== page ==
The 1861-O Seated Liberty Half

This week I came across a blog article by Houston dealer Carl Hahn on the 1861-O Seated Liberty half dollar minted at New Orleans under three separate governments - the United States, Louisiana, and the Confederate States of America. -Editor


Through an exhaustive evaluation of 1861-O half dollars, Randy Wiley and Bill Bugert have identified fifteen die marriages for 1861-O coins and assigned a coining authority and estimated population to each. By their estimations, there are approximately 55,000 half dollars minted under the authority of the US Mint in January of 1861. The Republic of Louisiana minted approximately 1,240,000 half dollars between January 26 and March 21 and the Confederate States of America coined an additional 962,633 half dollars thereafter. Likely the coinage of the half dollar continued at the New Orleans mint until the reserve of bullion was exhausted.

To read the complete article, see:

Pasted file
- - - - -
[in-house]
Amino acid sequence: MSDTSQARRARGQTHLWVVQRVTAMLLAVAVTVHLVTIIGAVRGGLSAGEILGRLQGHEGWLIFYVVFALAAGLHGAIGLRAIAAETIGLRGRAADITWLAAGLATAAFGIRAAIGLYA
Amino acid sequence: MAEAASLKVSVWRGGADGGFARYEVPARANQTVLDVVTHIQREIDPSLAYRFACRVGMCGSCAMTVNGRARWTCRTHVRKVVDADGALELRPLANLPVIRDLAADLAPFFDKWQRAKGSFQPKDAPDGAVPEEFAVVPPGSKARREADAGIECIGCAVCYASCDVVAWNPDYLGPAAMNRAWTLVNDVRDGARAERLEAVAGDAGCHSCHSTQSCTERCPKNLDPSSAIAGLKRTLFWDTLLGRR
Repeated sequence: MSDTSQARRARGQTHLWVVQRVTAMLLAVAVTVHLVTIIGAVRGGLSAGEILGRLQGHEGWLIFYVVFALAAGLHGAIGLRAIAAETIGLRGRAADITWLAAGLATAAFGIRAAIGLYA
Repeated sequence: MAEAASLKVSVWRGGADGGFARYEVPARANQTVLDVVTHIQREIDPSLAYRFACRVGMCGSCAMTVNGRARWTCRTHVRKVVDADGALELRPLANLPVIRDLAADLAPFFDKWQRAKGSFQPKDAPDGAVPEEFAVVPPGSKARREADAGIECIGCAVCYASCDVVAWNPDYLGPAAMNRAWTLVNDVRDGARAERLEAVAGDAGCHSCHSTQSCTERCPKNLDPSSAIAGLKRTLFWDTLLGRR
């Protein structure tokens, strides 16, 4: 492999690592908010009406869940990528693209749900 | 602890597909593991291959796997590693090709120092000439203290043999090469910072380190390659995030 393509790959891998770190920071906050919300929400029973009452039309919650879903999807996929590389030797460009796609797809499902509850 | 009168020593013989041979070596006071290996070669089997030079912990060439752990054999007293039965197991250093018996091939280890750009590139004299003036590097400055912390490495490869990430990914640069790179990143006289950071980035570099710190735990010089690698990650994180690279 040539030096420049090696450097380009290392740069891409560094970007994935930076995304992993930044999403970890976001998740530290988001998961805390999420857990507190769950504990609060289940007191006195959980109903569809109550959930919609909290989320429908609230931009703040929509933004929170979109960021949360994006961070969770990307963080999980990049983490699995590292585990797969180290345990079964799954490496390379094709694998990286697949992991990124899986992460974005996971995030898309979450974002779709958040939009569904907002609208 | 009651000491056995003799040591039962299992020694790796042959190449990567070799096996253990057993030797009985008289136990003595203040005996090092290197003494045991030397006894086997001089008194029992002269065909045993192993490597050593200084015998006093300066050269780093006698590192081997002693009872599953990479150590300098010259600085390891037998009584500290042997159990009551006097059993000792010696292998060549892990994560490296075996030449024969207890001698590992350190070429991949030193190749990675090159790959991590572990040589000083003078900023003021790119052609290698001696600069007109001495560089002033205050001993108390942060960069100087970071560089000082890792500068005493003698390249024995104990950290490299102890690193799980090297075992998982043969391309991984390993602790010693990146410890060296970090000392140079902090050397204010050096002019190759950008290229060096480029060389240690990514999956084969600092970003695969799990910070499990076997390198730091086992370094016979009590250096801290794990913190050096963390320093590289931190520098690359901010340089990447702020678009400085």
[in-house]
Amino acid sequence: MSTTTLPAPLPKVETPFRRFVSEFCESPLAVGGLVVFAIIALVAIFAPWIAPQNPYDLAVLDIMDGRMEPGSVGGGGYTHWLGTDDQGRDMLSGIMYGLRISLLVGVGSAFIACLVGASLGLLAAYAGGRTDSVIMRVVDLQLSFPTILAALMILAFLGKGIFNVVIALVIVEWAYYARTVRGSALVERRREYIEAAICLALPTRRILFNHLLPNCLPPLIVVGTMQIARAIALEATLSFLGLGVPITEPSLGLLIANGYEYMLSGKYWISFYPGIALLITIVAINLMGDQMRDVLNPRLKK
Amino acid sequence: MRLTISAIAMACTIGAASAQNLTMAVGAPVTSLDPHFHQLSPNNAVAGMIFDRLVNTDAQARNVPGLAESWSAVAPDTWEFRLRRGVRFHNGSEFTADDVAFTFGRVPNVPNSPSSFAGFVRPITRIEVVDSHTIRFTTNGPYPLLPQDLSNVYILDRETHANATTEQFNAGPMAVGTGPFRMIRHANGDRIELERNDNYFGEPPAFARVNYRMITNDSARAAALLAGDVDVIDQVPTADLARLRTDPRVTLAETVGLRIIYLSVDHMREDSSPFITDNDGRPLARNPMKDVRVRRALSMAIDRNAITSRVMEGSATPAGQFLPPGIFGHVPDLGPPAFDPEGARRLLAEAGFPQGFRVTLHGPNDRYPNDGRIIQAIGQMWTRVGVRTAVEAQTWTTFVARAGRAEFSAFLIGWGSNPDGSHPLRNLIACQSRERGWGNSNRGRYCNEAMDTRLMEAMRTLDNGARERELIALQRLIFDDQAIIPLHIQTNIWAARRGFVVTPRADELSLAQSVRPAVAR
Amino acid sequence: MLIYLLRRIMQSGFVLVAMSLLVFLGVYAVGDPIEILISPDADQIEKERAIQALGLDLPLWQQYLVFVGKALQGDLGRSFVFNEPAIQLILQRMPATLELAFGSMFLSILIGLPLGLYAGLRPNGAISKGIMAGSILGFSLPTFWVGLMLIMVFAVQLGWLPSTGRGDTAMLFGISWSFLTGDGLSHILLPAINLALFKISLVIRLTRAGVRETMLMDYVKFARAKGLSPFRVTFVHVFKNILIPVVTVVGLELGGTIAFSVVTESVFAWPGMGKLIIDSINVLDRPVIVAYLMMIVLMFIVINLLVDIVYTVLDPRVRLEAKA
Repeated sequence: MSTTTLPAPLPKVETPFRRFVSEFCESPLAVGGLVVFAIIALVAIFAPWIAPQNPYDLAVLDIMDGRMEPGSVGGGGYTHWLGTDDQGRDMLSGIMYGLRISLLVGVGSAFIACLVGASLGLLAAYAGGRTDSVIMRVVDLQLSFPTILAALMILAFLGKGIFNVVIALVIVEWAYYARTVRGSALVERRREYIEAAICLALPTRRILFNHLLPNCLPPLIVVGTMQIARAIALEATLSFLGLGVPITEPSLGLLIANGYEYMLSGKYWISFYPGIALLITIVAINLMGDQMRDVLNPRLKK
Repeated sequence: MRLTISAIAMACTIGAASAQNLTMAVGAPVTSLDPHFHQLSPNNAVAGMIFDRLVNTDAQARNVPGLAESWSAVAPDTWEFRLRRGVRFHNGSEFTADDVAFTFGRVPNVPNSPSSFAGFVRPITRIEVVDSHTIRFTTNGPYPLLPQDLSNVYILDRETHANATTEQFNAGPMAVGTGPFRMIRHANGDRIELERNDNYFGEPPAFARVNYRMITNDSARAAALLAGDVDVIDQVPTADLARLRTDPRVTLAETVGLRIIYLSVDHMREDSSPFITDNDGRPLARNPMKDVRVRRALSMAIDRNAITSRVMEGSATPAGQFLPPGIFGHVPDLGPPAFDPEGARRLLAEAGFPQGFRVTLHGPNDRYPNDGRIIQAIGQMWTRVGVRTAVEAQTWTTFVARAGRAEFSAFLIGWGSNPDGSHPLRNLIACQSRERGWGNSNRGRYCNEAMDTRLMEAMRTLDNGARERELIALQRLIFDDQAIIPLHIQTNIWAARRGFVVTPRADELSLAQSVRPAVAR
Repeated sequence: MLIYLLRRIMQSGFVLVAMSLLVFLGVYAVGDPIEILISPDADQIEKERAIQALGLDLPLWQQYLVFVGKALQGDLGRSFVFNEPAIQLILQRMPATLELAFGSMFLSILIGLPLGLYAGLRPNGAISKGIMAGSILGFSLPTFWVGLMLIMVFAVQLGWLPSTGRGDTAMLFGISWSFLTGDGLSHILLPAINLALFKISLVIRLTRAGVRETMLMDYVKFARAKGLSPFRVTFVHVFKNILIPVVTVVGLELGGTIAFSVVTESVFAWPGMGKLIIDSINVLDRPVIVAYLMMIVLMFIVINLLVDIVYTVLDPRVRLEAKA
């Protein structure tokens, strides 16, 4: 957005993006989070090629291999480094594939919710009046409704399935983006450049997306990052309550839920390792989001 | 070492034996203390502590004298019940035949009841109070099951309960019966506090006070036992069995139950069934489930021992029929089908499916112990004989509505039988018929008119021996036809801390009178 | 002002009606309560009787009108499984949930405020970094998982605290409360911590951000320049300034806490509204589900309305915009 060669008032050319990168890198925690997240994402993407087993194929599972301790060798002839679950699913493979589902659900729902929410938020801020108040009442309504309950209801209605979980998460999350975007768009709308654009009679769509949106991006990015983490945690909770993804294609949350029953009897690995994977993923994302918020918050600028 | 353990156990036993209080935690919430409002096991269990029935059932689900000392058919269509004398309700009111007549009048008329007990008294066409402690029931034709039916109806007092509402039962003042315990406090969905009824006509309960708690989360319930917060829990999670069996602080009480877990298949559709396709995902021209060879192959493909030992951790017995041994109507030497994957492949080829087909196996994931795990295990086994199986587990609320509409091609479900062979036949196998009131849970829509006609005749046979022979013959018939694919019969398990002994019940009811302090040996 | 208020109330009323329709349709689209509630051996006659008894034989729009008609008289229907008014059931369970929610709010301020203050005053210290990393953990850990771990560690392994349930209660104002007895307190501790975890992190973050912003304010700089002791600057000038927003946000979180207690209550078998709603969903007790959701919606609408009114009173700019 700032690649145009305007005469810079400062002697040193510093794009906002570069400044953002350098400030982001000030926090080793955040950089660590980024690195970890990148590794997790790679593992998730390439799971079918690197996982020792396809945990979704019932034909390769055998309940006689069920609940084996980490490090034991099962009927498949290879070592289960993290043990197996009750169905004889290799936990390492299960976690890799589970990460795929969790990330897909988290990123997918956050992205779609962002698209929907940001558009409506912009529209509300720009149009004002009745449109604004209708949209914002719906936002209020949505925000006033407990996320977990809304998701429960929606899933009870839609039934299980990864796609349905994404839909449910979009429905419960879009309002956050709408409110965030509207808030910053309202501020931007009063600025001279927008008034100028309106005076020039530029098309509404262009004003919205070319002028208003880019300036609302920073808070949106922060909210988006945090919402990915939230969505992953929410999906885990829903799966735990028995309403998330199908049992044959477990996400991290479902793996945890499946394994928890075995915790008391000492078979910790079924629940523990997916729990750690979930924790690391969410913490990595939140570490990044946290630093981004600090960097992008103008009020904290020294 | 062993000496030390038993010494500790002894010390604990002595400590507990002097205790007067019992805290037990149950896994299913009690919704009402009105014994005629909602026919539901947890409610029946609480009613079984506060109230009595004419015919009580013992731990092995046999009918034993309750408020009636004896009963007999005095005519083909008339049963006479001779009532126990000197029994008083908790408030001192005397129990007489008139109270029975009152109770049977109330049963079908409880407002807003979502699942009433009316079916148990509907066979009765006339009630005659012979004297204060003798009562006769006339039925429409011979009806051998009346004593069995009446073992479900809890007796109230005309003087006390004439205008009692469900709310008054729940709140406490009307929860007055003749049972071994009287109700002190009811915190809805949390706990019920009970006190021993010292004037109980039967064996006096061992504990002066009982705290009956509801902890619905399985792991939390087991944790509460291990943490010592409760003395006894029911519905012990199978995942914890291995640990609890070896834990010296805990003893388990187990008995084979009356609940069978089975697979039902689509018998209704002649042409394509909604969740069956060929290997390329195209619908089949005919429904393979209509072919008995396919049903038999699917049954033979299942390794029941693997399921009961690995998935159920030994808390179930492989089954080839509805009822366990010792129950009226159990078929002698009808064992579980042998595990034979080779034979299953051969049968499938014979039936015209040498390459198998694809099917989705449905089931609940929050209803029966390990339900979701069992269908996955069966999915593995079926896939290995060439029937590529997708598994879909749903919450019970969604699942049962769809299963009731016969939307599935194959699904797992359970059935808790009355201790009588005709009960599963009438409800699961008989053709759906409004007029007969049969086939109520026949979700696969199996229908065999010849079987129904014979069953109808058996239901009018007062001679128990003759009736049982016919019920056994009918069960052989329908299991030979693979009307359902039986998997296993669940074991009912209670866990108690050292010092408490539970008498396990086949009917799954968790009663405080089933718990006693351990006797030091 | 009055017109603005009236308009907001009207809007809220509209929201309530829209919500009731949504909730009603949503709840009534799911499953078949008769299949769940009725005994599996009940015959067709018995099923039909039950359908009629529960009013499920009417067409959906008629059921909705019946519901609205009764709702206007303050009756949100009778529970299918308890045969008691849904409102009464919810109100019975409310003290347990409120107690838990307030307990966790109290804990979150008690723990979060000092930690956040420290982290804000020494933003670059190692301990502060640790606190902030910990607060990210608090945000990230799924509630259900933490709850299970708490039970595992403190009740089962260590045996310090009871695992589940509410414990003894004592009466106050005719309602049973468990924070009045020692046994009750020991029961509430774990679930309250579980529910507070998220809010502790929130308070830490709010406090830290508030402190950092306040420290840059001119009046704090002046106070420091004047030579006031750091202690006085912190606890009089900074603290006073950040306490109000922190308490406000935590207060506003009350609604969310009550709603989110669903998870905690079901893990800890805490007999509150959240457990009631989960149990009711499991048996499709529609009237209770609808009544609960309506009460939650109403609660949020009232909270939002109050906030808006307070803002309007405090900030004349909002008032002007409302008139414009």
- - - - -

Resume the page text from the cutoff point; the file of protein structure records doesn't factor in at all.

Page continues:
Secession & Seizure: The Story of the 1861-O Seated Liberty Half Dollar (

Other topics this week include the 1933 double eagles. -Editor

Read more here


Len Augsburger and Dave Lange forwarded this Associated Press story about a long-overdue numismatic library book. Thanks. -Editor

overdue numismatic library book A book checked out a half-century ago has been anonymously returned to a library in northeastern Pennsylvania, officials said.

The Wilkes-Barre Citizens' Voice reports that the 1967 copy of Coins You Can Collect by Burton Hobson arrived last month at the Plymouth Public Library in Luzerne County along with a $20 bill.

An accompanying unsigned letter, written as if by the book itself, said Fifty years ago (yes 50!), a little girl checked me out of this library in 1971. At this time, she didn't know they were going to move from Plymouth. Back then, kids weren't told things like that.

As you can see, she took very good care of me, the letter continued, explaining that it was packed away often for frequent moves but was always with many other books.

Read more here


This week's Featured Web Site is James A. Downey's Wisconsin Depression Scrip site. Found via News & Notes from the Society of Paper Money Collectors (Volume VII, Number 7, August 3, 2021).

I started researching Wisconsin Depression Scrip around 2006 with the intention of writing a book. I completed a significant amount of research by 2008 when my oldest son was born. The project was put on hold as other priorities got in the way.

Rather than complete the manuscript I have decided to put up this website.

Wisconsin Bank Scrip One Dollar